Leader is a Label
“As your leader, I am going to…” I heard this and nearly spat out my coffee. I was attending a staff meeting when the manager made this statement. Each of us at the meeting table just sat there looking at him as he spoke, not really believing the statement he had just made. Why would he call himself the leader? After all, he had never exhibited the traits of a leader for the entire time I had worked for him. He was strictly business, a no-nonsense manager with the customer seemingly being in the forefront of his mind at all times.
The reason why he called himself a leader was because that was how our company referred to managers. In all of the correspondence I had seen, the company always referred to management as “leadership,” as if the two were interchangeable. It was almost as if the company had no idea of the differences between the two, sort of like it was using leadership as a buzz word. I felt this because in fact, there was very little leadership training available within the company. People would complete a few computer-based training sessions once they became managers, maybe a half day seminar, but that was about it. So how could it refer to managers as leaders if the training was minimal?
Numerous sources found on the Internet will compare and contrast the differences between management and leadership. My favorite is a statement from leadership guru Warren Bennis. He said, “Managers are people who do things right and leaders are people who do the right thing.” Managers must be able to do things right, from performing daily tasks on spreadsheets and documents, to making critical decisions after studying company metrics. Leaders must be able to do the right thing, like pointing the group toward a shared vision, challenging the status quo, and looking into their heart for guidance. The two are different, but they should be coupled together, because they do complement one another.
In order to become a leader, one has to understand and then practice various traits of a leader. I’ll list a few here, but know that this list is not all inclusive because of the large number of traits that make up a leader’s mindset. Leaders do not need to possess all traits, but should strive to master a few of them. These are:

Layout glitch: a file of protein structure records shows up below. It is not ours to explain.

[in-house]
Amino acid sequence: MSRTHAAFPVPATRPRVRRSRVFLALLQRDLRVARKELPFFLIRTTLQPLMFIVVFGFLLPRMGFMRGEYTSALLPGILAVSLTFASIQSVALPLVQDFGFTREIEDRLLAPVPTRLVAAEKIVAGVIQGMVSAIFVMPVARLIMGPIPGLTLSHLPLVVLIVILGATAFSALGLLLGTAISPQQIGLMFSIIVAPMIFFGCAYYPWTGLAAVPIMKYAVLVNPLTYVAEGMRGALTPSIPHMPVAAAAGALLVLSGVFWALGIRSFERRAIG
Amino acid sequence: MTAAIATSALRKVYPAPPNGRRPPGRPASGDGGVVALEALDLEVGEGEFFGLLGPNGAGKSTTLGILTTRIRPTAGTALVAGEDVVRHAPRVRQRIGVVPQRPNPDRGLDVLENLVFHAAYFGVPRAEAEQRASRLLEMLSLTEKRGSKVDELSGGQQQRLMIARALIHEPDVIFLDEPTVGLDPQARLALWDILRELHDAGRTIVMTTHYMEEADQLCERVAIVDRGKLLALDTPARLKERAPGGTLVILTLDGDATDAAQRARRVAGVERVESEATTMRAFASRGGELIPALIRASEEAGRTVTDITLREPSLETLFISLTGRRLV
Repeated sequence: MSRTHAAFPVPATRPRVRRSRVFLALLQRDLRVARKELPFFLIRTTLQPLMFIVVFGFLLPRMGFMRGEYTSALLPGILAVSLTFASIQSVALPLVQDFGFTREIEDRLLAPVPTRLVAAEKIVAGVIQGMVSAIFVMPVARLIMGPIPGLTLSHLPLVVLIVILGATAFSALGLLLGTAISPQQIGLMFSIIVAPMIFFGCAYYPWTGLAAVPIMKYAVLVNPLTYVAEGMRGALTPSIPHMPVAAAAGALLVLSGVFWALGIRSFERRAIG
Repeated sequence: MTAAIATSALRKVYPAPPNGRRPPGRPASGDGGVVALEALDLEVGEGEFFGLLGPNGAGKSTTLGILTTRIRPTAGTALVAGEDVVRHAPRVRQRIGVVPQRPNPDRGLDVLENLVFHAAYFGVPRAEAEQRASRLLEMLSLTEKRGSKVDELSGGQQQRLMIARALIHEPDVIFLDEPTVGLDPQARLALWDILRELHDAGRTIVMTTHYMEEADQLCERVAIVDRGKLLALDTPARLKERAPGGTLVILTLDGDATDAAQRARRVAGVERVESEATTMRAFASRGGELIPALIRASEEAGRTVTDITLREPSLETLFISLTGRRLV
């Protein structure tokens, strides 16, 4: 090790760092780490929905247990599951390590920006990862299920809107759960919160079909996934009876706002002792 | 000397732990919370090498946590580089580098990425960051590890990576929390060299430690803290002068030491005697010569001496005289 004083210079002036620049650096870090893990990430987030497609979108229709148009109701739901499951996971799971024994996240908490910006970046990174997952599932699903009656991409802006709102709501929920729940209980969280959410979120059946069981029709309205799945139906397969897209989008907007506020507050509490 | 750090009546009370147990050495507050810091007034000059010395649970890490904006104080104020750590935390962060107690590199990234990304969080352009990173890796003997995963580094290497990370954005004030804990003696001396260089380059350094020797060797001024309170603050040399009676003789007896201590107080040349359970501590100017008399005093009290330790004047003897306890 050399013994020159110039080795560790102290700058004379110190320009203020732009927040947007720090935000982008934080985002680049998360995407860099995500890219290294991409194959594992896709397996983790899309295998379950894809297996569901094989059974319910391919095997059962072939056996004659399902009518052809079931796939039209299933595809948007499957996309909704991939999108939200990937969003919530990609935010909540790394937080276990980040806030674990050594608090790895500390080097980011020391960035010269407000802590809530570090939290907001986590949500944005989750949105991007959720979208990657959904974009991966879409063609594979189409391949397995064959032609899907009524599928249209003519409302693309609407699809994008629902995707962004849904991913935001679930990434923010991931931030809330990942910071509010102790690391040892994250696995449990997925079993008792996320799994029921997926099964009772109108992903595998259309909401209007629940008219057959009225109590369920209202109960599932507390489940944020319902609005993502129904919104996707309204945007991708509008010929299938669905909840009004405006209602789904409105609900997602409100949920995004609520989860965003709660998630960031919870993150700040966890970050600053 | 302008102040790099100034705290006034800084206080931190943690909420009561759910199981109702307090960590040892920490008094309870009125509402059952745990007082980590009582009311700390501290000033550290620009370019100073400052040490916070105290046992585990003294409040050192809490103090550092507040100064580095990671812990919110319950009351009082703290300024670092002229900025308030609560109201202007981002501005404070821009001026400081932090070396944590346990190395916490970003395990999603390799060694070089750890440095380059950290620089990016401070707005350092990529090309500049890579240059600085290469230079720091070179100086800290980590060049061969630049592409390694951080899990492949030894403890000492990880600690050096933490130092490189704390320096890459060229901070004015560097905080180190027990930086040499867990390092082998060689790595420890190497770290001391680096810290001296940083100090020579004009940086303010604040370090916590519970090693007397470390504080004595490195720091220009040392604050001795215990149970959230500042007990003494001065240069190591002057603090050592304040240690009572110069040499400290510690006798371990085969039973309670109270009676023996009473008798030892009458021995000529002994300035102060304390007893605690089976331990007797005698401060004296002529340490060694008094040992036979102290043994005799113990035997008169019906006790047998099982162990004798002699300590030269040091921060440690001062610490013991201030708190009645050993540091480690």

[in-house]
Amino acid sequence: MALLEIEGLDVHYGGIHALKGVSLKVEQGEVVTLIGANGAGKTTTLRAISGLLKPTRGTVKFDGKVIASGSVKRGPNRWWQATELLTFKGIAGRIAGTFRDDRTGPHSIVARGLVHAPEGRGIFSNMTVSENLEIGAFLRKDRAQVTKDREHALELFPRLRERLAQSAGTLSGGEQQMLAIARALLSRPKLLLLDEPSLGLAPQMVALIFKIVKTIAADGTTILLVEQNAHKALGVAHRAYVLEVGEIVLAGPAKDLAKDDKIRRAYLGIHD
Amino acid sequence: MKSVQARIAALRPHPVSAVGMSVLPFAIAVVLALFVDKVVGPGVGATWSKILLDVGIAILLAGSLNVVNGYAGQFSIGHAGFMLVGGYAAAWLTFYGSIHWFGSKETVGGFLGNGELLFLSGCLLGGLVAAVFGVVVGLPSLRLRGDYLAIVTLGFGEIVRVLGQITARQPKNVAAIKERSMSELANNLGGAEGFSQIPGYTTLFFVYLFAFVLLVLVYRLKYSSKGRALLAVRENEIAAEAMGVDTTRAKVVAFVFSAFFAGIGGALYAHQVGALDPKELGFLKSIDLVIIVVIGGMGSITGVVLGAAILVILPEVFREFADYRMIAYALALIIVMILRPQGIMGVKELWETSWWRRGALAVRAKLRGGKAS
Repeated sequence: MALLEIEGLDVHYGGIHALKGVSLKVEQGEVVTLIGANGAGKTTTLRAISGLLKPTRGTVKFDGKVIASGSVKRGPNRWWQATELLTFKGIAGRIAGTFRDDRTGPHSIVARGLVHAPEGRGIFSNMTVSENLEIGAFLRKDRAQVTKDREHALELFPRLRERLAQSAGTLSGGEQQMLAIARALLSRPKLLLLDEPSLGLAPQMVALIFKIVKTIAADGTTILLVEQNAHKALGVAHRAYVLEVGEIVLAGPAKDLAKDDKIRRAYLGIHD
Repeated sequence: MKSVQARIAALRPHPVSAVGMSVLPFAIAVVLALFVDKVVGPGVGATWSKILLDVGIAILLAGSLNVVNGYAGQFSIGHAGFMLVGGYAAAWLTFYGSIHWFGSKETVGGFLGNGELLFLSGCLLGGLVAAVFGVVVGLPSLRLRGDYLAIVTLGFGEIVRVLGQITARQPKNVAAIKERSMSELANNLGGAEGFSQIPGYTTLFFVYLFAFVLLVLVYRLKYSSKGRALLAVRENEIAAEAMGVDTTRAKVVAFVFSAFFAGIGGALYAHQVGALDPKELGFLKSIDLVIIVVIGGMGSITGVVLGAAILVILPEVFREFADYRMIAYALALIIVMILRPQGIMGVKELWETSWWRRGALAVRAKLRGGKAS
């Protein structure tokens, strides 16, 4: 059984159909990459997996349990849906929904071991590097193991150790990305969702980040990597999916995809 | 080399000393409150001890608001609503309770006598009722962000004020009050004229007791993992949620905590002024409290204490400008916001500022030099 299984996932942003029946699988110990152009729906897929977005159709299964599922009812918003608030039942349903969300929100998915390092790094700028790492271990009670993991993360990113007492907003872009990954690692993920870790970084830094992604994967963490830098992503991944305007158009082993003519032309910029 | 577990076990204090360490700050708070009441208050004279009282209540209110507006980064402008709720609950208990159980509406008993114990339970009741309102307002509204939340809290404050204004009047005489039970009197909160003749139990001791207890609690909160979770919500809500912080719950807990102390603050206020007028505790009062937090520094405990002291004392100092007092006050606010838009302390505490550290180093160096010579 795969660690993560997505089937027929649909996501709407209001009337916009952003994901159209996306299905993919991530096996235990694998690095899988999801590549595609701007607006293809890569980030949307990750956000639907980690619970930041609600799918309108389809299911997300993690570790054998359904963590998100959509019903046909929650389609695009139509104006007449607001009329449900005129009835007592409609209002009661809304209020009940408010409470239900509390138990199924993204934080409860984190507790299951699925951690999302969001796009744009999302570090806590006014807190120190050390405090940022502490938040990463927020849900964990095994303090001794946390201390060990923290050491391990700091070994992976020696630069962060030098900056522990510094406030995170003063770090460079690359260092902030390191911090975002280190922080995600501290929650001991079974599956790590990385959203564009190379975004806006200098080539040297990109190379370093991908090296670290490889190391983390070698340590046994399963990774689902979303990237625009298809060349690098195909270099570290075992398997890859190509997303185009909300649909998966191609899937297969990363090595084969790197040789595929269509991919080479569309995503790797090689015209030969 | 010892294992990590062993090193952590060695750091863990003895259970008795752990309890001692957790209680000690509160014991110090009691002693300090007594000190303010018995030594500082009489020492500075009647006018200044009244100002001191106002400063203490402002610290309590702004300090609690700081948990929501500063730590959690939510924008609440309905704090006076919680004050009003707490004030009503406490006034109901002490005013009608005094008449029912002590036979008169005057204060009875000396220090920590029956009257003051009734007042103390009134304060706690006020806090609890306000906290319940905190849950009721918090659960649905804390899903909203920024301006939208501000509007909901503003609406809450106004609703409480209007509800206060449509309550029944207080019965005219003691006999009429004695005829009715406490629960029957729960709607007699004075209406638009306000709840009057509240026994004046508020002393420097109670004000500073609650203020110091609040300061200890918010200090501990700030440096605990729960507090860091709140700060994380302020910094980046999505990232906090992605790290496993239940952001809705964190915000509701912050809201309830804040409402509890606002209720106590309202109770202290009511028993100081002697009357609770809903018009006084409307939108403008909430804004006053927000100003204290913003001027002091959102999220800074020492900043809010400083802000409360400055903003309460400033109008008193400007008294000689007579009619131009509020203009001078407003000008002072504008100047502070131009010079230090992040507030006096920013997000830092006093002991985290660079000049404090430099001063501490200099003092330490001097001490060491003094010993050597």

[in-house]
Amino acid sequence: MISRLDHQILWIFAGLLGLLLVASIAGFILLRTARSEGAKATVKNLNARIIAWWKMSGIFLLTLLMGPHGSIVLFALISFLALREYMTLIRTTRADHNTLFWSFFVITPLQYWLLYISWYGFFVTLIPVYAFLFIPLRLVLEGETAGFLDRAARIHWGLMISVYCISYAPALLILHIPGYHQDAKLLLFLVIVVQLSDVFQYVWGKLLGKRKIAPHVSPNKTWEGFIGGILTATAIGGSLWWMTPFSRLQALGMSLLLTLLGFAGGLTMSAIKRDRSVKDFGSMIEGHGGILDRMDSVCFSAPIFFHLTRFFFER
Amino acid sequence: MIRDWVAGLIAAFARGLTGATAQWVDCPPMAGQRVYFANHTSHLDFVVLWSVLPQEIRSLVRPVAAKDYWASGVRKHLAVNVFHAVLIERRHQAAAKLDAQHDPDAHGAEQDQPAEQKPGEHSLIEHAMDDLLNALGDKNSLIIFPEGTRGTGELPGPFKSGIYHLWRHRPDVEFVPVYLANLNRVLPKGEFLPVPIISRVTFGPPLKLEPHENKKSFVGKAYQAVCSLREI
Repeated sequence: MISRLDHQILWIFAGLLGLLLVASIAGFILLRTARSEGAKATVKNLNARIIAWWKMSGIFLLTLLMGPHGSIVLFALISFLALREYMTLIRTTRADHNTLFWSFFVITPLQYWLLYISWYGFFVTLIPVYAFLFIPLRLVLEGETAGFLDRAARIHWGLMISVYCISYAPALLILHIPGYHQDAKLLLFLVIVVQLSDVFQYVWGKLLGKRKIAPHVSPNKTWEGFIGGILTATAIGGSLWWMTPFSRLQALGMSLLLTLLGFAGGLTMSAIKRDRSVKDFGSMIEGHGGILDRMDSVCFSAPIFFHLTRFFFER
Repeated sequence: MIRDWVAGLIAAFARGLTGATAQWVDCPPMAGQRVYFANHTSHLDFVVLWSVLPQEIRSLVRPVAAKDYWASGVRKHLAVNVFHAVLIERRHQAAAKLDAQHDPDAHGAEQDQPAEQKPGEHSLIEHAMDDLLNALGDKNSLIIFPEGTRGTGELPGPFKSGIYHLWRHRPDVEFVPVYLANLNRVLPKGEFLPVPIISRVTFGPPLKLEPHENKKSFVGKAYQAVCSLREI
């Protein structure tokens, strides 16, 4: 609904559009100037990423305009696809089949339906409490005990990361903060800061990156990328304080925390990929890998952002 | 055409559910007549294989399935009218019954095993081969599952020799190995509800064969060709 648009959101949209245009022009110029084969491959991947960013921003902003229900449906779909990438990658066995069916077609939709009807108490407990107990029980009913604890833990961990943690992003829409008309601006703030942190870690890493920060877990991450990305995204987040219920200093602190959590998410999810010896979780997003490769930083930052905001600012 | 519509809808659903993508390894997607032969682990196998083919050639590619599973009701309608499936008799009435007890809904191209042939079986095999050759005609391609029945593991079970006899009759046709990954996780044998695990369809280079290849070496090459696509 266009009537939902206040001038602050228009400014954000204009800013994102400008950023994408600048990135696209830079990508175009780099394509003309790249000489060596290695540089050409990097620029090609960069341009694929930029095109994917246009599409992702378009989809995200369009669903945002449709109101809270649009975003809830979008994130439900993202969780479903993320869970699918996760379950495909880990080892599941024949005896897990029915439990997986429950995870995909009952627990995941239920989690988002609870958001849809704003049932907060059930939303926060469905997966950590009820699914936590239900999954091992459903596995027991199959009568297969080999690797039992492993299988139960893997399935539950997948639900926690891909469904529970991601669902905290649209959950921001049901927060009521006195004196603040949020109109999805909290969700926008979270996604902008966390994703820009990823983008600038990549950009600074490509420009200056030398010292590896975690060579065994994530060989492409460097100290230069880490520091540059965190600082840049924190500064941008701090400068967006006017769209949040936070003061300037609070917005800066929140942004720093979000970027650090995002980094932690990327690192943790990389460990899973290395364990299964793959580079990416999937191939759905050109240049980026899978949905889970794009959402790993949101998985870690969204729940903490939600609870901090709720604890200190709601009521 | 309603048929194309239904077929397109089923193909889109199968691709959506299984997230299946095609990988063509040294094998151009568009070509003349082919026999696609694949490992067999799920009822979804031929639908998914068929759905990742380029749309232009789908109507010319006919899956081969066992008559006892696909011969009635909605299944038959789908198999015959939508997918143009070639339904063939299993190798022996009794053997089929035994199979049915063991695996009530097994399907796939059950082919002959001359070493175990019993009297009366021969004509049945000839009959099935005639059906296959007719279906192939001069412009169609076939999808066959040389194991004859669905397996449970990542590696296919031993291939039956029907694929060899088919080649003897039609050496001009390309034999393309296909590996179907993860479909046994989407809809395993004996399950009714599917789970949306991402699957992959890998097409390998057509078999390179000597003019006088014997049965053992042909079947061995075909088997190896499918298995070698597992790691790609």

One has to become very familiar with most, if not all of these traits in order to be considered a leader. We cannot call ourselves a leader; rather, we must practice these traits and behaviors in our everyday work. Doing so will demonstrate to our followers that we are indeed, the leader.
In my position where I work, I am the “Lead,” which is a title and not a label. My work entails ensuring tasks get accomplished in a timely manner, planning maintenance activities on the devices, and ensuring the customer is satisfied with our product. This sounds a lot like management of tasks and resources, which it is, but as the so called “Lead,” I also have other responsibilities. These responsibilities are not directed to me, rather they are just things that I do because I feel they are important for the health of our organization. I do things that revolve around my coworkers, personally. I’ll go around the facility and check on them and ensure they have everything they need to do the job; I’ll pitch in and help them complete a task, and I’ll nominate deserving individuals for awards. These types of behaviors are found in the leadership realm, so I try to blend them with the managerial tasks that I have to accomplish. In the end, people consider me their leader, regardless of my duty title.
While I have the title of “Lead,” my followers have placed a label on me, “Leader.” Going back to the manager who announced his status as leader, we should be careful of saying things like that. Instead of verbalizing that we are the leader, we should practice the traits and behaviors that make a good leader, and then let our followers place that label on us. They call us “Leader,” we cannot call ourselves that. We can feel it; we just should not proclaim it.